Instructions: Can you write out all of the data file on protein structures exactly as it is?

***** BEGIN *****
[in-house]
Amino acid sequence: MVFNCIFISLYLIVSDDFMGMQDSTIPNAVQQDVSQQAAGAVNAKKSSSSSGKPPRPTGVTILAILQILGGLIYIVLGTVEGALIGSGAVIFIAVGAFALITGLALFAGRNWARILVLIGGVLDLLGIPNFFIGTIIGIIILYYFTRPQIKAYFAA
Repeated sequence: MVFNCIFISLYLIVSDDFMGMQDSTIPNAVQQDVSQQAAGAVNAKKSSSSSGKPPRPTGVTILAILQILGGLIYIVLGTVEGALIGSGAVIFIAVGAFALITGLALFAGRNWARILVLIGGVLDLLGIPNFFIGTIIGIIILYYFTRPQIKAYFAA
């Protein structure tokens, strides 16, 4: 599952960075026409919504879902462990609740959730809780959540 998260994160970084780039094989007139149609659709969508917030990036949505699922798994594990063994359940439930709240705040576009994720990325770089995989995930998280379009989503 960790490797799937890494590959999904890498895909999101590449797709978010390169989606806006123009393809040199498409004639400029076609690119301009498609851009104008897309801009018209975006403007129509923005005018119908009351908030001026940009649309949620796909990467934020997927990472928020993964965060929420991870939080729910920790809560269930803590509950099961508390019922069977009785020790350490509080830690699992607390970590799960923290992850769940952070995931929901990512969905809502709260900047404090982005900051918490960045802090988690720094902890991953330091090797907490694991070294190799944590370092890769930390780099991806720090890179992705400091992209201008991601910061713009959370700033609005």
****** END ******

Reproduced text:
[in-house]
Amino acid sequence: MVFNCIFISLYLIVSDDFMGMQDSTIPNAVQQDVSQQAAGAVNAKKSSSSSGKPPRPTGVTILAILQILGGLIYIVLGTVEGALIGSGAVIFIAVGAFALITGLALFAGRNWARILVLIGGVLDLLGIPNFFIGTIIGIIILYYFTRPQIKAYFAA
Repeated sequence: MVFNCIFISLYLIVSDDFMGMQDSTIPNAVQQDVSQQAAGAVNAKKSSSSSGKPPRPTGVTILAILQILGGLIYIVLGTVEGALIGSGAVIFIAVGAFALITGLALFAGRNWARILVLIGGVLDLLGIPNFFIGTIIGIIILYYFTRPQIKAYFAA
């Protein structure tokens, strides 16, 4: 599952960075026409919504879902462990609740959730809780959540 998260994160970084780039094989007139149609659709969508917030990036949505699922798994594990063994359940439930709240705040576009994720990325770089995989995930998280379009989503 960790490797799937890494590959999904890498895909999101590449797709978010390169989606806006123009393809040199498409004639400029076609690119301009498609851009104008897309801009018209975006403007129509923005005018119908009351908030001026940009649309949620796909990467934020997927990472928020993964965060929420991870939080729910920790809560269930803590509950099961508390019922069977009785020790350490509080830690699992607390970590799960923290992850769940952070995931929901990512969905809502709260900047404090982005900051918490960045802090988690720094902890991953330091090797907490694991070294190799944590370092890769930390780099991806720090890179992705400091992209201008991601910061713009959370700033609005």